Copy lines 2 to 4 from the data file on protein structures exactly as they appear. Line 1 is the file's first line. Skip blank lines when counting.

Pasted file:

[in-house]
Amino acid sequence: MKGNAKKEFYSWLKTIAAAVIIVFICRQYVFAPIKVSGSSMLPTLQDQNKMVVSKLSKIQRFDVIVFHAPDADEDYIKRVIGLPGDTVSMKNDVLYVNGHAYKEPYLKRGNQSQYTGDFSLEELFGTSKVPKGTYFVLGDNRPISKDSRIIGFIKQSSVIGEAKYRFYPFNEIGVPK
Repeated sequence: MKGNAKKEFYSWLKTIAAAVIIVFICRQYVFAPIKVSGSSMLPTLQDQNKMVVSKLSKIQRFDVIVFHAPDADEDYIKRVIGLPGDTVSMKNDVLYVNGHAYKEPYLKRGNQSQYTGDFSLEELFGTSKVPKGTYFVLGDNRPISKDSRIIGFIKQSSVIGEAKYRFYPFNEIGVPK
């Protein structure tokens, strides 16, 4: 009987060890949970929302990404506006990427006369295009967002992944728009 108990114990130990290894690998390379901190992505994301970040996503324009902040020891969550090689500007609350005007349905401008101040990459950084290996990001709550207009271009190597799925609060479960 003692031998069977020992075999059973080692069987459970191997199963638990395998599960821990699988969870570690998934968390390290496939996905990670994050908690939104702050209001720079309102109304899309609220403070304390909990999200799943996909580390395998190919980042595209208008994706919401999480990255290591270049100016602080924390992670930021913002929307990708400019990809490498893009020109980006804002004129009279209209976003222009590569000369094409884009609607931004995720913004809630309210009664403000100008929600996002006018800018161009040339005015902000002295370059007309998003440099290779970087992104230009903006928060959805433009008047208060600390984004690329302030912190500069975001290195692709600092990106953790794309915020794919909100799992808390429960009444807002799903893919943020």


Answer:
Amino acid sequence: MKGNAKKEFYSWLKTIAAAVIIVFICRQYVFAPIKVSGSSMLPTLQDQNKMVVSKLSKIQRFDVIVFHAPDADEDYIKRVIGLPGDTVSMKNDVLYVNGHAYKEPYLKRGNQSQYTGDFSLEELFGTSKVPKGTYFVLGDNRPISKDSRIIGFIKQSSVIGEAKYRFYPFNEIGVPK
Repeated sequence: MKGNAKKEFYSWLKTIAAAVIIVFICRQYVFAPIKVSGSSMLPTLQDQNKMVVSKLSKIQRFDVIVFHAPDADEDYIKRVIGLPGDTVSMKNDVLYVNGHAYKEPYLKRGNQSQYTGDFSLEELFGTSKVPKGTYFVLGDNRPISKDSRIIGFIKQSSVIGEAKYRFYPFNEIGVPK
């Protein structure tokens, strides 16, 4: 009987060890949970929302990404506006990427006369295009967002992944728009 108990114990130990290894690998390379901190992505994301970040996503324009902040020891969550090689500007609350005007349905401008101040990459950084290996990001709550207009271009190597799925609060479960 003692031998069977020992075999059973080692069987459970191997199963638990395998599960821990699988969870570690998934968390390290496939996905990670994050908690939104702050209001720079309102109304899309609220403070304390909990999200799943996909580390395998190919980042595209208008994706919401999480990255290591270049100016602080924390992670930021913002929307990708400019990809490498893009020109980006804002004129009279209209976003222009590569000369094409884009609607931004995720913004809630309210009664403000100008929600996002006018800018161009040339005015902000002295370059007309998003440099290779970087992104230009903006928060959805433009008047208060600390984004690329302030912190500069975001290195692709600092990106953790794309915020794919909100799992808390429960009444807002799903893919943020």